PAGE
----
“Fire. Everything feels slow. There’s movement and there’s heat, but the only noise you can hear, despite all this chaos, is breath. It’s yours, but it’s also a stranger’s. It’s like someone else is using your body to breathe. You’re stumbling. Luis. I need you to describe your character and tell us your character’s name, but I would love for you to do that with the understanding that your mouth is filled with blood.”

These are the very first words spoken by Brennan Lee Mulligan in the first episode of the most recent Exandria Unlimited miniseries, EXU Calamity. Intense, frightening, tragic—these words sum up this story, but they are also words rarely applied to the fantasy tabletop roleplaying game Dungeons & Dragons. Although D&D has gained traction in the past decade through streamers like Critical Role and Netflix’s Stranger Things, it remains the purview of…nerds. It’s a fantasy RPG, not Tolkien. Don’t get me wrong—Tolkien is nerdy, and fantastically so—but D&D streams I’ve always typically categorized as, well, generic. Trite heroes meet trite monsters. Start in a tavern, end up saving the world. While entertaining, D&D adventures can sometimes amount to little more than a wish-fulfillment fantasy cliché. But this is not EXU Calamity

For avid D&D fans, EXU Calamity is the crossover of the ages. It’s where Critical Role meets Brennan Lee Mulligan, two titans of the current D&D industry. Set in Exandria’s Age of Arcanum, the four-part miniseries expands upon the world created by Matthew Mercer, which he has immortalized in D&D legend through Critical Role since 2015.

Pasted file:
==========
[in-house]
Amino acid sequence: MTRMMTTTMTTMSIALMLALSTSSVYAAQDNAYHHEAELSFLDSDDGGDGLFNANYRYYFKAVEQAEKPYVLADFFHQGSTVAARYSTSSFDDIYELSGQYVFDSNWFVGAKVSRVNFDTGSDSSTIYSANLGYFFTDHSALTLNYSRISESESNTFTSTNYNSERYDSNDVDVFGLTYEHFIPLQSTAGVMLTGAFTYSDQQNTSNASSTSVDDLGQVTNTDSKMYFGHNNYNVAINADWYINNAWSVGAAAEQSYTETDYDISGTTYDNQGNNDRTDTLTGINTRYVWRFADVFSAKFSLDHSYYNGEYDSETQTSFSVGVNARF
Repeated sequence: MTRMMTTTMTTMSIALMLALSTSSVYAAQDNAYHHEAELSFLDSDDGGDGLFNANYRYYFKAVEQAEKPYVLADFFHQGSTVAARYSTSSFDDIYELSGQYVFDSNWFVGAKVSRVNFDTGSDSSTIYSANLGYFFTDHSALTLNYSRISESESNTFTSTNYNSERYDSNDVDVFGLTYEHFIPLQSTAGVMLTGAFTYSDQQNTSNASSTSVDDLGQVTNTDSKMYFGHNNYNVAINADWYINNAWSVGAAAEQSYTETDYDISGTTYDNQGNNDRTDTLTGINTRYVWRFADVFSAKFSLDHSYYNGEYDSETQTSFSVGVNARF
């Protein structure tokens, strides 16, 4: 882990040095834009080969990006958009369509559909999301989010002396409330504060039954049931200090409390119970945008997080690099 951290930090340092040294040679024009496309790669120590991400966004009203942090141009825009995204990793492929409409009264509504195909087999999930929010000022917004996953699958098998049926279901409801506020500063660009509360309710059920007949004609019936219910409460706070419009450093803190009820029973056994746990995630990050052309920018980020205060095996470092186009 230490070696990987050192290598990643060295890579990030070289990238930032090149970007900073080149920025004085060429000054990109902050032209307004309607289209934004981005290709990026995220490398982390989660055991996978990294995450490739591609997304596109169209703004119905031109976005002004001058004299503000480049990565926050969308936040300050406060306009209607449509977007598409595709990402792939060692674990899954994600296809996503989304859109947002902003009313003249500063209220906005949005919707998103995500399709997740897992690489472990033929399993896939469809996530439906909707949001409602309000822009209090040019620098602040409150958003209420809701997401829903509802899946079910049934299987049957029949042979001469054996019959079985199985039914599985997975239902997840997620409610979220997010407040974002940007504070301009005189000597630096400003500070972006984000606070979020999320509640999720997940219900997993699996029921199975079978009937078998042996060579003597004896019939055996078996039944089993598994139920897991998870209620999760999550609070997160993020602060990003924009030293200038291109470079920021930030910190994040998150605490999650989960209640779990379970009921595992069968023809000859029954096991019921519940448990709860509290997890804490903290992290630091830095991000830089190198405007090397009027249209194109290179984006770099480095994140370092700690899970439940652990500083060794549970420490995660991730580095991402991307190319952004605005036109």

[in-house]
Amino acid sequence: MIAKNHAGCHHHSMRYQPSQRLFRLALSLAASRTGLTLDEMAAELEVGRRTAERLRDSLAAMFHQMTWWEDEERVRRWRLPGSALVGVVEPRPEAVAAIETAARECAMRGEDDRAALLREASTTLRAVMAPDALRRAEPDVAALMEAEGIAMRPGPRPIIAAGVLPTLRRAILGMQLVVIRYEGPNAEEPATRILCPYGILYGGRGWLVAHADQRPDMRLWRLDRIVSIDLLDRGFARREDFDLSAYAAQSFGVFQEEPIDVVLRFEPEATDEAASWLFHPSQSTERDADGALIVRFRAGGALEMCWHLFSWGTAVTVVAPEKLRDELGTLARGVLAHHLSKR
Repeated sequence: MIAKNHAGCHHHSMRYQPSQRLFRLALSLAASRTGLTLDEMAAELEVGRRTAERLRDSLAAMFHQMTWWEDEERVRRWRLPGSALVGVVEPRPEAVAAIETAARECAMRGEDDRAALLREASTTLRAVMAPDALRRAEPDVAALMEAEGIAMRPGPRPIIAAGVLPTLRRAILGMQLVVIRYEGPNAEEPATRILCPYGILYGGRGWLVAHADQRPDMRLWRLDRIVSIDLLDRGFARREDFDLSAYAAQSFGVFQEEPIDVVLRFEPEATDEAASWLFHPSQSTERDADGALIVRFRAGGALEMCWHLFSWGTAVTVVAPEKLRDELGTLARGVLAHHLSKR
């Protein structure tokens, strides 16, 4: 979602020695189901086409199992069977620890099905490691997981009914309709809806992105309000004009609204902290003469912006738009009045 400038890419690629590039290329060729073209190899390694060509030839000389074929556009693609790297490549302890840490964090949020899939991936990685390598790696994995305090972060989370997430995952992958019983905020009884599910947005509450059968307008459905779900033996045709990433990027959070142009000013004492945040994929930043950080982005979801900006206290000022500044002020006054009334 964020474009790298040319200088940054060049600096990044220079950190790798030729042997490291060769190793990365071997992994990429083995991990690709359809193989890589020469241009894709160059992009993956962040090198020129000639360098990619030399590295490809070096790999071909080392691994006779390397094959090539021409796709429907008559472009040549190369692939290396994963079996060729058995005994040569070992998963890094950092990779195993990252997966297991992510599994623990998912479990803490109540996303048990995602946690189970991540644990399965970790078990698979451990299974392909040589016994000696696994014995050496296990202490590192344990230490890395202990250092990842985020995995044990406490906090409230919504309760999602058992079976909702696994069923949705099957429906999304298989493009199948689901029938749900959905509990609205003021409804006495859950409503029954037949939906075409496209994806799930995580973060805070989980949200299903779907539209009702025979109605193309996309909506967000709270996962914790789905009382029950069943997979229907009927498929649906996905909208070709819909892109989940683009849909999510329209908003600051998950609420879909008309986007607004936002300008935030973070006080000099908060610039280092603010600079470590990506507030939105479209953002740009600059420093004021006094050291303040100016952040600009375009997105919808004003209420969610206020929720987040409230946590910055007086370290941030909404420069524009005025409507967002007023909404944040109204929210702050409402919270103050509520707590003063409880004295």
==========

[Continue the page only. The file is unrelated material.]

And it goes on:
Even for non-D&D fans, Critical Role is a big deal. Leaked Twitch Data back in October 2021 revealed that Critical Role had received almost $10 million in the past year—a revenue that excludes earnings from YouTube views, advertisements, merchandise, etc. They were the top Twitch earners on the list. If D&D once belonged to social outcasts still living in their parents’ basements, this fantasy role-playing game continues to rise in value to the entertainment industry. 

How does one DM Exandria’s Rogue One series, a tragic, world-altering catastrophe? Apparently, one hires Brennan Lee Mulligan. Mulligan is not a regular Dungeon Master (DM) for Critical Role, however, but another popular D&D production company, Dimension 20. To take over from Matt Mercer in EXU Calamity is no easy feat, and Mulligan might not have been the expected pick. Dimension 20 shows tend to be shorter, quicker-paced, more comedic. EXU Calamity, on the other hand, is anything but. During the infamous beginning of Episode 4, the first in-game second lasts an hour and 15 minutes of real time. Characters get seriously, seriously hurt. “People think I’m nice,” Brennan admitted a few minutes later, “but really I just conform to the genre.” With his ominous, gravelly voice it really hit home that no, I am not watching a fun Dimension 20 adventure: I am watching the Calamity. Mulligan absolutely killed it.